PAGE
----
Several input modules are available, depending on the platform, drivers and libraries available. The general layout is defined as
For live input you may want to look into various resources on the web for information on sound input. You may find that ALSA for instance supports a particular soundcard better than the Open Sound System.
This module is for reading live input from the Open Sound System drivers, often found on linux systems but are available on others. This will read audio from the DSP device in a format specified in the parameters provided.
The following can be used to configure the module
The value is in hertz, 44100 is the samplerate used on CD’s, but some drivers may prefer 48000 (DAT) or you may want to use something lower.
The number of channels to record. This is typically 2 for stereo or 1 for mono
The device to read the audio samples from, it’s typically /dev/dsp but there maybe more than one card installed.
Check for metadata arriving, if any are present then the data is marked for an update. The metadata is in the form of tag=value, and while Ogg Vorbis can handle any supplied tags, most players will only do anything with artist and title.
The name of the file to open and read the metadata tags from, with this parameter missing standard input is read. Using a file is often the better approach. When using the file access the procedure is usually to populate the file contents then send a SIGUSR1 to the IceS process.
The format of the file itself is a simple one comment per line format, below is a trivial example of the file, other tags can be used but players tend to only look for artist and title for displaying. The data must be in UTF-8 (this is not checked by ices, however). artist=Queen title=We Will Rock You
The Advanced Linux Sound Architecture (ALSA) is a completely different sound system on linux but provides OSS compatability so the OSS driver should work with it as well. To use ALSA natively a separate module is used
The parameters to ALSA are mostly the same for OSS, as it performs the same task, ie captures audio from the DSP.
This is the device name as used in ALSA. This can be a physical device as in the case of “hw:0,0” or a virtual device like one with dsnoop.
This specifies how many interrupts will be generated (default: 2)
The size of the buffer measured in mS (default 500)
The Sun Solaris DSP input is similar to OSS. It allows for reading from a soundcard on a Sun Solaris UNIX. OpenBSD also has a sound driver that is similar to solaris and as such should be able to use this module.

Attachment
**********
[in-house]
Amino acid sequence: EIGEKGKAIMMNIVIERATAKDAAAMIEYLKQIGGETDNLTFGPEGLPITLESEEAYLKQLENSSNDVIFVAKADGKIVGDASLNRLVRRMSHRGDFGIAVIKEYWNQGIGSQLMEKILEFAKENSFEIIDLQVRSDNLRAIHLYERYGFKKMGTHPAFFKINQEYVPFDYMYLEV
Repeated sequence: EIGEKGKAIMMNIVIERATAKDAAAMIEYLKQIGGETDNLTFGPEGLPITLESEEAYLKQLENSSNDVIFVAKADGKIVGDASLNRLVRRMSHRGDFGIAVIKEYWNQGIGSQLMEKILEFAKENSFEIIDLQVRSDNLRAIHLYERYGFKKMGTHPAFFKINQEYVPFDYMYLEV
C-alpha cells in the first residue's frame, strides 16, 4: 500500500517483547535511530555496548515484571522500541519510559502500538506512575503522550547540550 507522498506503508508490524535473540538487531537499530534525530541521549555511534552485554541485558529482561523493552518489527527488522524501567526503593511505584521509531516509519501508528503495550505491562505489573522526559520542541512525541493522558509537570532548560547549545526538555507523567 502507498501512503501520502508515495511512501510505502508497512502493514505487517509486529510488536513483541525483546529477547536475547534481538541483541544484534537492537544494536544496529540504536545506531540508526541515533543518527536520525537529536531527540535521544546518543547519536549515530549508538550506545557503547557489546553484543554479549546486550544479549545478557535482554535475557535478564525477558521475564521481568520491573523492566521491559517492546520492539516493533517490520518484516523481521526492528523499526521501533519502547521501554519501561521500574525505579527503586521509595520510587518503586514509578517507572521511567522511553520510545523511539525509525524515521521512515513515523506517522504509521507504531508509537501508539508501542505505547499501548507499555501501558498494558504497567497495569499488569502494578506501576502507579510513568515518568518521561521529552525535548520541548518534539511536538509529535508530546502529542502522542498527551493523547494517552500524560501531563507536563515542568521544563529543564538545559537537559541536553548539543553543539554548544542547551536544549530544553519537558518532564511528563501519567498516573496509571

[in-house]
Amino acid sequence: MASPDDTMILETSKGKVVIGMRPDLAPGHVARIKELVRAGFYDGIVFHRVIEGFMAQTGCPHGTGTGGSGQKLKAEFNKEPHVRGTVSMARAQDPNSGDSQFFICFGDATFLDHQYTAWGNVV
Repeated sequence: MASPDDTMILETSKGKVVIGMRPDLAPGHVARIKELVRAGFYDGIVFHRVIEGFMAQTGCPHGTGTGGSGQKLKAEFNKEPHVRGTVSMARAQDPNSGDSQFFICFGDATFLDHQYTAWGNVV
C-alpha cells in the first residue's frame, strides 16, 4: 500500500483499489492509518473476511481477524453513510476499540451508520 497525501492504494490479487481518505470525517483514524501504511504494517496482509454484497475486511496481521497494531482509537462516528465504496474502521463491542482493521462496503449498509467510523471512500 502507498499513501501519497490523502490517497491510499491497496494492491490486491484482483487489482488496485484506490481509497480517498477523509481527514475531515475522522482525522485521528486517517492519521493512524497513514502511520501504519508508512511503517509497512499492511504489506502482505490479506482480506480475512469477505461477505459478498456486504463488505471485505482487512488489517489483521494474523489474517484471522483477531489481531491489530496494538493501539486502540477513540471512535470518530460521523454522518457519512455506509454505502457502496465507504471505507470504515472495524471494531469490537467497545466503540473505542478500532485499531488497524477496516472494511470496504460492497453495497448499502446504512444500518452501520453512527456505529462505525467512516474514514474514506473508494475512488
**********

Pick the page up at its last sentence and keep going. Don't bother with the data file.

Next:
The parameters are the same as the OSS and ALSA modules.
This module should always be available, and as you can see the parameters are almost the same except for the device. The PCM audio comes from the standard input so it can be generated from some external application feeding into a pipe.
As it’s raw PCM being fed in, it’s impossible to determine the samplerate and channels so make sure the stated parameters match the incoming PCM or the audio will be encoded wrongly.
The playlist module is used to get audio from some pre-encoded Ogg Vorbis files. IceS currently checks to see if the same file gets played in succession and skips it, this means that having a playlist repeat with only one Ogg file listed won’t work. The method of file selection is determined by the playlist type. The current types are basic and script.
State a path to a file which will contain a list of Ogg Vorbis filenames to play. One per line with lines beginning with ‘#’ being treated as comments. If a line has a single ‘-‘ then standard input is read, which provides a way of getting some external Ogg Vorbis stream into ices.
When set to 1, the playlist will be randomised when the playlist is loaded. By default random is off
When set to 1, the playlist is gone through once and then ends, this will cause ices to exit. By default once is off.
If the playlist is re-read mid way through, which may occur if the playlist was updated then this will restart at the beginning of the playlist. By default it’s off.
State a path to a program which when run will write to it’s standard output a path to an Ogg Vorbis file. The program can be anything from an executable to a shell script as long as it starts, writes the filename to it’s standard output and then exits.